A week ago on Friday night May 7th Susan Gevirtz and Eileen Tabios read as part of Small Press Traffic's reading series. It was the night of an end-of-year fashion show at the California College of the Arts. There was a huge white party tent and young people in snazzy youthful outfits milling about. There was music.
In Timken Hall we were dazzled by Susan and Eileen. In her reading, each poet addressed current events; Susan mentioned she was thinking a lot about Greece and their economic and social crises and Eileen, as you'll read below, wrote and spoke about the recent adoption return case involving an American family and a child adopted from Russia.
Susan Gevirtz's reading was expansive and I wanted a copy of AERODROME ORION & STARRY MESSENGER right then and there! Sadly, for various reasons, author boks were not availble on this evening. I particularly liked the pieces I heard from Starry Messenger. Susan didn't read the piece below, but since I haven't a copy of her book on hand, let me share this excerpt from elsewhere online:
Brief History of the Sky: A Manual for Air Traffic Controllers
It is well known that brevity is essential to any discussion of the sky. Thus for the
sake of brevity we will divide the sky into its fractions: the Ptolemaic sky, the
afternoon sky, the weatherless sky, the seared sky of summer, the skewered sky of winter tree tops, brother to the Titian sky, sister to the drawn-out sky, Father of the perspectival sky, Mother to the smoke-stacked skyline of London in 1870. All of these skies require further divisions into many more skies that can only briefly be mentioned or barely even motioned at, here. The drenched sky whose light withers seeing, skies of insomniacs plastered with sleep, little-known night skies for the sake of pollination, navigating by fluorescent light the daunted night sky under which urban cleaning occurs, Athena's sky palace, the sky whose character alters according to the ages of ice. This is to divide the sky into some of its many halves, some of which contain a moon, and some of which understand the moon as a lamp lit by the night-candler. The night sky as we now know it in major urban electrical centers, is an infant sky. It has only watched us sleep, lorded over us, posed at dark, for a mere century and a half, in a futile attempt to persuade its inhabitants to buy the concept of rest. It is perhaps the briefest of all the brief skies in the history of skies. Why is any of this important to air traffic controllers? Because air traffic controllers navigate many skies at once. There is the sky on the screen and that is the fastest sky ever to burn --strung up by an umbilicus of connected dots: one dot is the pilot's voice, another the pilot's eyes, another the air traffic controller's voice and fourth leg is the air traffic controller's eyes. All of these, far more than the jet engine shoving air out of its path at such high speed that the plane creates its own slipstream into which it proceeds forward, keep the plane up. And the sky is kept up by the same means.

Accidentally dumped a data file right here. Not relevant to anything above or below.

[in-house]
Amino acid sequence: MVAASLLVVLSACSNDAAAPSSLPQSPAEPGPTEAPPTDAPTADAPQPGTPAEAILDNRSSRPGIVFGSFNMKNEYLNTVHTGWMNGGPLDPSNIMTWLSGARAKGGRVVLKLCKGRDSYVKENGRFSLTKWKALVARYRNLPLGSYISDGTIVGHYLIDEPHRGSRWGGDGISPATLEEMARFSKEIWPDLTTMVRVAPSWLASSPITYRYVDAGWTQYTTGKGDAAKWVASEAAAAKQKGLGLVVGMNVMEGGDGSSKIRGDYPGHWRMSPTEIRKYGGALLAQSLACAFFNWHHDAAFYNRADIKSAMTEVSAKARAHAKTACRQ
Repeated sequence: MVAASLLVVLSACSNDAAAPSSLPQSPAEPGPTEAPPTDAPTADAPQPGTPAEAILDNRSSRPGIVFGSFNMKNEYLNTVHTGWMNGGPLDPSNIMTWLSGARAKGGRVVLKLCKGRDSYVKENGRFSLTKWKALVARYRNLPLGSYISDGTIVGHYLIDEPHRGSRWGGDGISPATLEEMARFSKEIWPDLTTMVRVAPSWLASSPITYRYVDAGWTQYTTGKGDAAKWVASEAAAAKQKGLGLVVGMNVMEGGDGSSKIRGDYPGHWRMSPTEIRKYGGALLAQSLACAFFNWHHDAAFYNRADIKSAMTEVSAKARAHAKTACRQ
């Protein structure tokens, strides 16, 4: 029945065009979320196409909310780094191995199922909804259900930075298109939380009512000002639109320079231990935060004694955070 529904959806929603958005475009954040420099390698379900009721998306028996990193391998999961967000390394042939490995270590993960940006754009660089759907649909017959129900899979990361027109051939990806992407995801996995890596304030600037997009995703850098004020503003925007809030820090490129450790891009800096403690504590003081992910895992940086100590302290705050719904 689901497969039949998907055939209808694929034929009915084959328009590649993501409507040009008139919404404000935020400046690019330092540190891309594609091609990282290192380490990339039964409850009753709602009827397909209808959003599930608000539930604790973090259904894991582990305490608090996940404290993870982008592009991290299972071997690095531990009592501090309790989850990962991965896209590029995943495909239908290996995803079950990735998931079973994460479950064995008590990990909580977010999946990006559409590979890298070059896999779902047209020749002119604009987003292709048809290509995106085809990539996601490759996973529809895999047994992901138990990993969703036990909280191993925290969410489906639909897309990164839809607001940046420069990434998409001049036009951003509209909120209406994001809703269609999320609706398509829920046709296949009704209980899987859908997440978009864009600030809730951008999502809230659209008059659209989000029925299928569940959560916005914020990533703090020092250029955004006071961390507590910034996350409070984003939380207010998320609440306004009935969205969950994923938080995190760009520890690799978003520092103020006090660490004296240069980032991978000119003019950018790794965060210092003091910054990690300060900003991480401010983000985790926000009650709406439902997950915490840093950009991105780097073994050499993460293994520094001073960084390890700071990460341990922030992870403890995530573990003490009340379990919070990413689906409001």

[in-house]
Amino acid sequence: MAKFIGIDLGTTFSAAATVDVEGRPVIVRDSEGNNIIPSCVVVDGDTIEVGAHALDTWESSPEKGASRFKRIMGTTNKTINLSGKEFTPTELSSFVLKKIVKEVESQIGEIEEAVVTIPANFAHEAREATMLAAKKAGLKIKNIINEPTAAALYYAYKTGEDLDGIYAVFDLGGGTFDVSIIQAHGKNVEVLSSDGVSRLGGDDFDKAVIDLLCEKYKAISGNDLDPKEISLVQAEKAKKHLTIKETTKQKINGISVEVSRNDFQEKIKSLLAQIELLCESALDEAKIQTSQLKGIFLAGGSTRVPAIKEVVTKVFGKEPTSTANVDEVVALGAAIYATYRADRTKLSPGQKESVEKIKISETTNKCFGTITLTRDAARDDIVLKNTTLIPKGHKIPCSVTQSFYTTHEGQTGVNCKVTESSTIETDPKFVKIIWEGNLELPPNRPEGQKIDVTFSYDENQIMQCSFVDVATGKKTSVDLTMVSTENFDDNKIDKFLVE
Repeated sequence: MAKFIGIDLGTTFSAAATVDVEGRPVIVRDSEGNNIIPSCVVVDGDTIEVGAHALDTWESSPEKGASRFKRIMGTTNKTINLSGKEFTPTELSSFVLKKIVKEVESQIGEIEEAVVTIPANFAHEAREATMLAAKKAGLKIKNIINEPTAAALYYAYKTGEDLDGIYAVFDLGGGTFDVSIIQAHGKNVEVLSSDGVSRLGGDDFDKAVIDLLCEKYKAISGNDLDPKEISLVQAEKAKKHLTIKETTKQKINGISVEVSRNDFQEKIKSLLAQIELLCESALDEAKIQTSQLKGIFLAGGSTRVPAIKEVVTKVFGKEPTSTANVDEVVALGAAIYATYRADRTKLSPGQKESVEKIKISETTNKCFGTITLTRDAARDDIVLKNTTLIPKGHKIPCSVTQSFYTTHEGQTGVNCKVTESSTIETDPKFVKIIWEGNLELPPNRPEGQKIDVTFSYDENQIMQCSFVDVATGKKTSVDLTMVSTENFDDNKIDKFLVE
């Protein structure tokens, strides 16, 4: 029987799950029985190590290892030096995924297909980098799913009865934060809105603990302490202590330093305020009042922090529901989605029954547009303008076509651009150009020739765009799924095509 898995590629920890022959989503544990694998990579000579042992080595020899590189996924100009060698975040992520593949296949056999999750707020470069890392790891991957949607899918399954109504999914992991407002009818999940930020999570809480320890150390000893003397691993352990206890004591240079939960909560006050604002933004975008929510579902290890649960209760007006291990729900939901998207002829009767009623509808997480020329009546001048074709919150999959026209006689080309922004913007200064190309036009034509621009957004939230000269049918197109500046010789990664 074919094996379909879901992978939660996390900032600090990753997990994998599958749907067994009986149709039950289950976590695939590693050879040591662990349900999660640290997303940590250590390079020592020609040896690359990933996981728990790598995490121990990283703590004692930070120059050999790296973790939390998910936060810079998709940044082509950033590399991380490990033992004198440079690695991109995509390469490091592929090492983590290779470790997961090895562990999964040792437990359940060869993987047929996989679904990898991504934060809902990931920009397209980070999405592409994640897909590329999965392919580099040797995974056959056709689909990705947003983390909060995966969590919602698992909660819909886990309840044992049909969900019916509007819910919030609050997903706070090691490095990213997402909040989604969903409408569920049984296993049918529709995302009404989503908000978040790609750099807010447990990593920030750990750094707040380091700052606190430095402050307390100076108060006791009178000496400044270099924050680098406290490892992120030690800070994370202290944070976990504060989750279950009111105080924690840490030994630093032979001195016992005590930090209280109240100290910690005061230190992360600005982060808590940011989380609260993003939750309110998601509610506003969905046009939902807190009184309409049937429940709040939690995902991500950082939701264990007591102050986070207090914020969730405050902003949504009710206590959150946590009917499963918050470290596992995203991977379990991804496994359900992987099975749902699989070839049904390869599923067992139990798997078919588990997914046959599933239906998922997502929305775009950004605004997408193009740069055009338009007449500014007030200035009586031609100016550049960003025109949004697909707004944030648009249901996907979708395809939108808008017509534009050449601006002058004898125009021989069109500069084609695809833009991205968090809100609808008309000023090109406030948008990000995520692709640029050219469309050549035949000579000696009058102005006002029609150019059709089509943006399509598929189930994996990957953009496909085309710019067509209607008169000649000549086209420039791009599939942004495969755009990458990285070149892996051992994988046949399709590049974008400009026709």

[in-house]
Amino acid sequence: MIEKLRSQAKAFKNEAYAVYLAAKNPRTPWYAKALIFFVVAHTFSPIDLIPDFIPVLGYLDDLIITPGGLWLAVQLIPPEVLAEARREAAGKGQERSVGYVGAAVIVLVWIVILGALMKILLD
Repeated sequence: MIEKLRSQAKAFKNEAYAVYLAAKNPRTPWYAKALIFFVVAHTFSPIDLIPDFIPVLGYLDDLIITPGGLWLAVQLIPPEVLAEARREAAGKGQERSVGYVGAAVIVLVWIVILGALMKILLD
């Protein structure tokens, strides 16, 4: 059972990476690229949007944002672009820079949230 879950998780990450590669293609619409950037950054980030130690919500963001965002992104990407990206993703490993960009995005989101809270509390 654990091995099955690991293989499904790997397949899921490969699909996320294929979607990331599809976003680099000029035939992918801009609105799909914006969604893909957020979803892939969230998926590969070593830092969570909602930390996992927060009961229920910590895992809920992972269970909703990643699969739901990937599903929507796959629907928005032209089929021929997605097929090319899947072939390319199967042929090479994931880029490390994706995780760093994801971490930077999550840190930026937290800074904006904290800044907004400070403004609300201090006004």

There is no other time in history that the sky has been kept up over the earth in this fashion.
You can read more of Susan's work and a translation of it into Greek by Vassilis Manoussakis at the Paros Symposium web site. Founded by Susan and Siarita Kouka in 2004 to foster translation and exchange between Greek and Anglophone poets, translators and scholars, the Paros Symposium meets annually.
Here's what Robert Kocik writes about Gevirtz's work:
It's not possible to be more phenomenologically direct than the poetry on these pages. This is removal of the obstacles of perception, beginning with perception, often by means of the obstacles themselves. This is what the sky is. All other skies in this one. There is a host of impossibilities to be found in AERODROME ORION & STARRY MESSENGER. Susan Gevirtz's page is both an inclusion of a scale too vast for inclusion and a selection of the minutiae that includes it. Someone might say 'air.' She has said 'astro stage.' I'd introduce the Sanskrit term 'akasa' (akasa is free or open space--the most primary and pervasive of elements--medium of life and sound). What is all over the place is normally not only beyond our grasp, it's not even noticeable. A path is usually cut or carved. Yet her paths are melted into the medium that is itself the way. This is incredibly accurate with regard to consciousness when we are indeed conscious. Terribly limited terms are not only not obstacles, they're instrumental and indispensable in opening the view--like little portals. Like latches. Like Lockheed's P3 Orion 4 engine aircraft. Hers is a prosody that responds to the physical forces of flight. She measures in leap seconds (again, not possible). Just as she has asked of a feather, I can with like awe and admiration ask of each page of this work: 'how can there be such a thing as'"
The Kocik quote comes from the Small Press Distribution web site where you can purchase Susan and Eileen's books.
You can read Susan's poem "Orion" from Aerodrome here.